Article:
A23187-induced increases in intracellular calcium were measured using Fluo-4-AM (Invitrogen, Carlsbad, CA). Cells plated in a 96-well plate (5 × 104 cells/well in Costar 3603 plates; Corning Life Sciences, Acton, MA) were grown for 24 h before incubating for 30 min with a final concentration of 3 μM Fluo-4-AM in darkness at RT and then exposed to BAPTA-AM or control media for an additional 30 min [final volume: 100 μl of Hanks' buffered salt solution (HBSS) with 0.1% dimethyl sulfoxide and 5.5 mM glucose, without phenol red]. A BioTek-HT microplate reader (BioTek, Winooski, VT) determined baseline fluorescence at excitation and emission wavelengths of 485 ± 20 and 520 ± 20 nm, respectively, by taking nine readings at 0.5-s intervals. At 4.8 s, 100 μl of the calcium ionophore A23187 or nicotine were added by automated dispenser and fluorescence measurements were read at 0.5-s intervals for a total elapsed time of 40.8 s. All readings were made within 4 h of adding the Fluo-4-AM solution. Baseline measurements were recorded by dispensing either HBSS (diluent for nicotine) or HBSS with an equivalent dilution of methanol (solvent for A23187).
Cells grown to confluence in six-well plates were incubated with 10 μM nicotine or 10 μM forskolin, and intracellular cAMP levels were monitored using competitive ELISA kit (R&D Systems, Minneapolis, MN). Activity was measured on a BioTek-HT microplate reader at 450 nm.
NF-κB Secreted Luciferase Reporter Assay.
The NF-κB secreted luciferase reporter assay was used as described previously (Hosur et al., 2009).
To investigate whether α4β2-mediated anti-inflammatory effect involves the phosphorylation of IκBα, we probed using antibodies against total IκB and phospho-IκBα (phosphorylated IκBα undergoes ubiquitination and allows translocation of NF-κB to the nucleus) after treating hα4β2 SHEP1 cells with nicotine/BAPTA-AM/AG-490 inhibitor/LPS. In brief, cells seeded onto six-well plates were treated with the varying concentrations of nicotine with or without inhibitors. After incubation, cells were washed three times with PBS and lysed using Mammalian Protein Extraction Reagent (Pierce Chemical, Rockford, IL). Protein concentration was determined using a NanoDrop ND-1000 UV-Vis Spectrophotometer. Equal concentrations of protein were heated at 95°C for 5 min before loading onto precast gels (Pierce Chemical) and run at ∼140 V for 45 min at RT. Protein was transferred to a polyvinylidene difluoride membrane at 30 V for 2 h at 4°C. Membranes were then stained with Ponceau S reagent to visualize the efficiency of protein transfer before incubating with blocking buffer [1× TBS, 5% (w/v) nonfat dry milk, and 0.1% Tween 20] at RT for 1 h. The blots were incubated in primary antibody buffer (0.2g/ml antibody and blocking buffer) overnight at 4°C. A thorough wash (five times with TBS/Tween 20) was followed by incubation with secondary antibody (HRP-conjugate) buffer (10 ng/ml) at RT for 1 h. Membranes were washed again five times with TBS/Tween 20 before exposing the blots to a chemiluminescent substrate (SuperSignal West Pico; Thermo Fisher Scientific). A charge-coupled device camera (Kodak Image Station In-Vivo FX; Carestream Health, Rochester, NY) was used to visualize luminescence.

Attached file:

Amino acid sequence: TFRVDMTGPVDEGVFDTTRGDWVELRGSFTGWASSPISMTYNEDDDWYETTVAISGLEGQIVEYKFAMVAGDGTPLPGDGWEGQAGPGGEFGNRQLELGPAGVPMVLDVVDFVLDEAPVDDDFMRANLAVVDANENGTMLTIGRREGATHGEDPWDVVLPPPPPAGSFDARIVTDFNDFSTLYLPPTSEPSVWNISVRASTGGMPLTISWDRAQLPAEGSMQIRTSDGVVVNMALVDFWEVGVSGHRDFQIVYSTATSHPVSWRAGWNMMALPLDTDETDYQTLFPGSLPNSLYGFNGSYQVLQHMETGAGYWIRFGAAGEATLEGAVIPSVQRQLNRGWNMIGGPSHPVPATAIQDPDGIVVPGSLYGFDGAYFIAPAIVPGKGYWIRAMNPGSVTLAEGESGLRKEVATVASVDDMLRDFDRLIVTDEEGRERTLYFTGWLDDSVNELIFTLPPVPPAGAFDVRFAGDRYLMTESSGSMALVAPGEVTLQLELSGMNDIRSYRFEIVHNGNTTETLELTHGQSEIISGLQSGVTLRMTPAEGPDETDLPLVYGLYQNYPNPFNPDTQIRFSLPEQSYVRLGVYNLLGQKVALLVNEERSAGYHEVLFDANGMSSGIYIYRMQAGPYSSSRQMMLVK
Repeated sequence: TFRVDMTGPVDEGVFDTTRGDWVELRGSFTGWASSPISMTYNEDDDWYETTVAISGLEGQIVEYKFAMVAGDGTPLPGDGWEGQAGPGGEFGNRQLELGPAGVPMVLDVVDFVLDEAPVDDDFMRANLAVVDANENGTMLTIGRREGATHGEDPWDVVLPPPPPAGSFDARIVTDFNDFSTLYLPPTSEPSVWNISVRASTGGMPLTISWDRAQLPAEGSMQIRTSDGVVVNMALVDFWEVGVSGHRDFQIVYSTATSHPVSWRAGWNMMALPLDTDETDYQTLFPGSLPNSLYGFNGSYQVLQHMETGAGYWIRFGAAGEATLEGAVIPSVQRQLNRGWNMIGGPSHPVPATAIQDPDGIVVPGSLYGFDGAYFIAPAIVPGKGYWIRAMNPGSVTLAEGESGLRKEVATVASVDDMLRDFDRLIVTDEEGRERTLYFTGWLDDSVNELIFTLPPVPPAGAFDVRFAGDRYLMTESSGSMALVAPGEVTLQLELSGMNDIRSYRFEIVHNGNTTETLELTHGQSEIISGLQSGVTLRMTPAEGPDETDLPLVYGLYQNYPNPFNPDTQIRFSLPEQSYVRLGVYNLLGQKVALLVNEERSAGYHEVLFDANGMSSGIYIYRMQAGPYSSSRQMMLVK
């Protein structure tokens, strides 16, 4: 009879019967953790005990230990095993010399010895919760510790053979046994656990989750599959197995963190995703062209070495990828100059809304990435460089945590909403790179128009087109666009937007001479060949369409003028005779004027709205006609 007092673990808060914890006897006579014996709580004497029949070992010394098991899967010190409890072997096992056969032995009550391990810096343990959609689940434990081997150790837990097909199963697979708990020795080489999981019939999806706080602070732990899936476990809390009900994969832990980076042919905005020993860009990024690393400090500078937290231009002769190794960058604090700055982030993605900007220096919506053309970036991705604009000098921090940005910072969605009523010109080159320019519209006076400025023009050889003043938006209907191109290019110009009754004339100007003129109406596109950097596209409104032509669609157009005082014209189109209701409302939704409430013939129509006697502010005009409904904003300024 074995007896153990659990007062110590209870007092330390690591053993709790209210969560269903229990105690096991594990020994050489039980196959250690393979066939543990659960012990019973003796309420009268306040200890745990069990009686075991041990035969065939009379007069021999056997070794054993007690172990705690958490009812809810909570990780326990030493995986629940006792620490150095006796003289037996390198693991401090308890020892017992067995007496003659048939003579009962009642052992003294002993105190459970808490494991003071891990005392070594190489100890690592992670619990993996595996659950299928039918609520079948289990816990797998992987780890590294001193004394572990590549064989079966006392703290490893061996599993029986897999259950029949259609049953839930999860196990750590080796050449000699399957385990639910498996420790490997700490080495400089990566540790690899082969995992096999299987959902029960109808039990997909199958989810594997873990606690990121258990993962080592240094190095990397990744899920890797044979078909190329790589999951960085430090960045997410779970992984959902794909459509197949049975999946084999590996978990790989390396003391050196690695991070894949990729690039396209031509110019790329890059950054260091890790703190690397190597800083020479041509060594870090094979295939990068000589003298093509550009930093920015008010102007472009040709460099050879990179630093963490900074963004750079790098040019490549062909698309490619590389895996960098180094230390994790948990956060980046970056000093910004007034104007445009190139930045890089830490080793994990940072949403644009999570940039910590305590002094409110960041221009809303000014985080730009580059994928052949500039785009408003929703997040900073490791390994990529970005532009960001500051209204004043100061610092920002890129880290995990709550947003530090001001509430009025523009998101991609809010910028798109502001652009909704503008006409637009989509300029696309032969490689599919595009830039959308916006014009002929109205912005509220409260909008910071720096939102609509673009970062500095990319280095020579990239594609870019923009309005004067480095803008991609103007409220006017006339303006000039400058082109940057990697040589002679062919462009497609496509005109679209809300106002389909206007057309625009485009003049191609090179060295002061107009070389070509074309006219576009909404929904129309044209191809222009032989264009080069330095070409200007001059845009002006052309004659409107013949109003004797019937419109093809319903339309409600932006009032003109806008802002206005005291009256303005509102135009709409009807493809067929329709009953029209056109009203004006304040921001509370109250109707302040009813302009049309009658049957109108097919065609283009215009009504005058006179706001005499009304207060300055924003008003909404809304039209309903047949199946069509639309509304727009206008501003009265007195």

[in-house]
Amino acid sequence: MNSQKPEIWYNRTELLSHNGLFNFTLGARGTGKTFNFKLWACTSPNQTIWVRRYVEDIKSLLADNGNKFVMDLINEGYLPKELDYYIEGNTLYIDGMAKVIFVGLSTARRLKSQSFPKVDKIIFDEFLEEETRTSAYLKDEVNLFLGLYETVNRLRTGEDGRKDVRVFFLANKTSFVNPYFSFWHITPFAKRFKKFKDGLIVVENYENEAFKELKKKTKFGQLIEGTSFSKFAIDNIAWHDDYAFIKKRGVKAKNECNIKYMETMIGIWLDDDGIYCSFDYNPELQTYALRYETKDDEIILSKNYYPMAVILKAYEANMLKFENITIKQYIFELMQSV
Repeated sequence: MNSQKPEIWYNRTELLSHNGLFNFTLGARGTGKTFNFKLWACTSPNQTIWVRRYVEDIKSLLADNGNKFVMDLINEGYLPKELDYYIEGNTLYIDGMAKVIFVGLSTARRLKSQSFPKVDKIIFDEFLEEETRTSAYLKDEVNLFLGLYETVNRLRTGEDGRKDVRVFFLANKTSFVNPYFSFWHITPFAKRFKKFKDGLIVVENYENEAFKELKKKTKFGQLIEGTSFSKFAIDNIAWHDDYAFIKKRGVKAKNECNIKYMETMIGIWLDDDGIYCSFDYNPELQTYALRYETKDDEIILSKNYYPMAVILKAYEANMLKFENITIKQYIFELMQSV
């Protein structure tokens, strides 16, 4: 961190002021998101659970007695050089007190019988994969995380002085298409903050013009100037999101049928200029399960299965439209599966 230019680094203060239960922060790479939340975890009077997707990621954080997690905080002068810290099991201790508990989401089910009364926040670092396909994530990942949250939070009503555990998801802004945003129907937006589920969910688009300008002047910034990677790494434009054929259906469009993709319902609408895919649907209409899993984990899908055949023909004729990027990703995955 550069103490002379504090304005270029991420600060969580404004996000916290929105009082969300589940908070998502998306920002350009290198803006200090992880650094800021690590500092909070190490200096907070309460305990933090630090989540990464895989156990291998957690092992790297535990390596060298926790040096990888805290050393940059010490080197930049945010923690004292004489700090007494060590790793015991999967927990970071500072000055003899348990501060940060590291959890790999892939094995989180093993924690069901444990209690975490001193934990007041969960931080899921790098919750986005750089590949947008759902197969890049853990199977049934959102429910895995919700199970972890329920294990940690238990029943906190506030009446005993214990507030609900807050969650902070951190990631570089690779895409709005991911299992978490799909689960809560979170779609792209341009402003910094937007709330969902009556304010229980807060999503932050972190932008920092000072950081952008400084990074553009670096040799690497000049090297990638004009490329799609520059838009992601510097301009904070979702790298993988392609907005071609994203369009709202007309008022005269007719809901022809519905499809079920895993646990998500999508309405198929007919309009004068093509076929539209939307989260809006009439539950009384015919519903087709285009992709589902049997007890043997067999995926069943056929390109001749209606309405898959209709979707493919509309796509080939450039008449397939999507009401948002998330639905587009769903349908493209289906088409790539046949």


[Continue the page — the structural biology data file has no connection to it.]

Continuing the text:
Statistical analysis was performed by SPSS version 17 (SPSS Inc., Chicago, IL), and GraphPad Prism 5 (GraphPad Software Inc., San Diego, CA) was used to develop graphs. One-way analysis of variance estimated differences among groups. Semiquantitative gel density analysis was performed using ImageJ (http://rsbweb.nih.gov/ij/index.html).
Nicotine Blocks the LPS-Induced NF-κB Pathway.